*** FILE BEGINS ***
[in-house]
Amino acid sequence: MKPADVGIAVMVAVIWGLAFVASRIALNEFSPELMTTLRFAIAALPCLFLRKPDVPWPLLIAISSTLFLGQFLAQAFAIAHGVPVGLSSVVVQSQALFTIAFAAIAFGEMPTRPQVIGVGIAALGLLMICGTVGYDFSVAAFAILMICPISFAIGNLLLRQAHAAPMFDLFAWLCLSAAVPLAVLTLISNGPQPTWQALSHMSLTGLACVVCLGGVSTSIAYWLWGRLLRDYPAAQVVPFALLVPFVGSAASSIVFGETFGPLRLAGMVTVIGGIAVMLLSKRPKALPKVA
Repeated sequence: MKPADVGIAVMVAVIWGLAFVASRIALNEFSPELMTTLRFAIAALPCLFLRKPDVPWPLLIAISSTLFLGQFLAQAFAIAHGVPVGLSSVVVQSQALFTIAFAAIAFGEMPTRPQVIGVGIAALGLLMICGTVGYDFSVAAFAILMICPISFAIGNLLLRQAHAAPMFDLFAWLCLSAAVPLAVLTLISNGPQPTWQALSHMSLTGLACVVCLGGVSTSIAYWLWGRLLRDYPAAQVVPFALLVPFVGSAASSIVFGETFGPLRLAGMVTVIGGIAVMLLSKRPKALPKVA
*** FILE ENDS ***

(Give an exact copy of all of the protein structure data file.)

[in-house]
Amino acid sequence: MKPADVGIAVMVAVIWGLAFVASRIALNEFSPELMTTLRFAIAALPCLFLRKPDVPWPLLIAISSTLFLGQFLAQAFAIAHGVPVGLSSVVVQSQALFTIAFAAIAFGEMPTRPQVIGVGIAALGLLMICGTVGYDFSVAAFAILMICPISFAIGNLLLRQAHAAPMFDLFAWLCLSAAVPLAVLTLISNGPQPTWQALSHMSLTGLACVVCLGGVSTSIAYWLWGRLLRDYPAAQVVPFALLVPFVGSAASSIVFGETFGPLRLAGMVTVIGGIAVMLLSKRPKALPKVA
Repeated sequence: MKPADVGIAVMVAVIWGLAFVASRIALNEFSPELMTTLRFAIAALPCLFLRKPDVPWPLLIAISSTLFLGQFLAQAFAIAHGVPVGLSSVVVQSQALFTIAFAAIAFGEMPTRPQVIGVGIAALGLLMICGTVGYDFSVAAFAILMICPISFAIGNLLLRQAHAAPMFDLFAWLCLSAAVPLAVLTLISNGPQPTWQALSHMSLTGLACVVCLGGVSTSIAYWLWGRLLRDYPAAQVVPFALLVPFVGSAASSIVFGETFGPLRLAGMVTVIGGIAVMLLSKRPKALPKVA